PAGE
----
He seldom spoke in plenary sessions. The few times he did address the floor, he gabbled nervously. He had written anything he said down in advance and read it in a monotone, without emotion. He was not at home at the lectern. The internet was to be his territory. The summer of 2002 was approaching. After an almost snowless winter and a glorious spring, the meteorologists said Norway could expect its hottest year in over a century. As people sweated away in their offices, the parties’ nomination battles were soon in full swing. There was vicious jostling for places on the lists for the city council elections the following year. Anders was staking everything on a political career, so he simply had to get nominated. He made himself as visible as possible and was an active contributor to the Progress Party Youth’s new online debate forum. ‘We needn’t be ashamed of being ambitious!’ he wrote one light night in May, in one of his first posts. ‘We needn’t be ashamed of setting goals and then reaching them! We needn’t be ashamed of breaking with established norms to achieve something better!’ Norway had such a loser mentality, he argued. A Norwegian would just stand there waiting, cap in hand. He would never put himself forward, but would follow the example set by our unassuming forefathers. This had to change, wrote Anders, using the new members of the royal family to illustrate his argument. In one of his first posts he expressed his support for Crown Prince Haakon’s marriage to Mette-Marit, a single mother with a four-year-old son, and for Princess Märtha Louise’s fiancé Ari Behn, an author whose books were steeped in drugs and dark, wild lifestyles. He praised the two new spouses for being individualists. Had they been rich, dull, conservative figures, no one would have criticised them, he wrote. No, Norway should learn from the US, where the key to success was: 1. You’re the best. 2. You can make all your dreams come true. 3. The only limits are those you set yourself. ‘Meanwhile, the wise goblins will sit on the hill and say something completely different: 1. Don’t think you’re anybody. 2. Don’t imagine you can achieve anything. 3. Don’t imagine anybody cares about you.’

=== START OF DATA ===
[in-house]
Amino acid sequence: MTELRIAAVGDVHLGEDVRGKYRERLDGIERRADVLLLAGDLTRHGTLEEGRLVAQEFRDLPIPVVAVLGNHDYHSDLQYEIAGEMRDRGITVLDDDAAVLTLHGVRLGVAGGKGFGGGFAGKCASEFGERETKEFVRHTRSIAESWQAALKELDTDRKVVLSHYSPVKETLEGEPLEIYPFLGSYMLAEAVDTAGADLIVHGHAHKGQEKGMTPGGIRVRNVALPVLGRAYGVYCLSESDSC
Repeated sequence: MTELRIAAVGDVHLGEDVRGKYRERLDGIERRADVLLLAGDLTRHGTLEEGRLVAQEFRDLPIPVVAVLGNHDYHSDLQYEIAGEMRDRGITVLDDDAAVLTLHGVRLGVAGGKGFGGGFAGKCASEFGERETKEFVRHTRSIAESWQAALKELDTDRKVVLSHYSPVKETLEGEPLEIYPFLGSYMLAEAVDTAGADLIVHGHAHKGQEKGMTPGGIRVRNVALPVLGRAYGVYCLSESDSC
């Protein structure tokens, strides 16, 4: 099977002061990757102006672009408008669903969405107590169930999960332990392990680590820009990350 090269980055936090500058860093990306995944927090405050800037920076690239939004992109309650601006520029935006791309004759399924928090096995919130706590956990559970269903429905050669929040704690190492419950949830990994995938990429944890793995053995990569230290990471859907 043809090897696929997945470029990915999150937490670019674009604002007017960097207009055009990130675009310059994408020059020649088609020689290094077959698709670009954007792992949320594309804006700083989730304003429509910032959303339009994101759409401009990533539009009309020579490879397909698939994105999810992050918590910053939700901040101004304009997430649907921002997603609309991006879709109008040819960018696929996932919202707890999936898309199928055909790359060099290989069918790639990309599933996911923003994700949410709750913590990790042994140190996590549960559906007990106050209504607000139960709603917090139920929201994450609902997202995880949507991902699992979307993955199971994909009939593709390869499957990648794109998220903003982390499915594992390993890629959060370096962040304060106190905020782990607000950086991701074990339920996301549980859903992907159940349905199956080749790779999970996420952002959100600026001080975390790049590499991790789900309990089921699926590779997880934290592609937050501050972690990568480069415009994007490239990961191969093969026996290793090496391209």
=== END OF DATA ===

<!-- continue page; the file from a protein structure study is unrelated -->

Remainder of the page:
The most powerful figure in Anders’s circle was Jøran Kallmyr, leader of the Progress Party Youth in Oslo. Anders often added comments to Jøran’s posts on the forum, but seldom received an answer. Anders, who had had devised battle tactics for his toy soldiers as a boy, drawn maps and escape routes across Oslo in his time as a tagger and later sketched out business plans and marketing strategies, now drew up a chart of the Progress Party Youth organisation and planned his political future on paper. To qualify for nomination to stand in the city council elections in 2003 the local branches had to submit suggestions to the nomination committee a year in advance, so now was the time to strike. The candidates under consideration were then called in for interview by the committee, which was led by a former diplomat, Hans Høegh Henrichsen.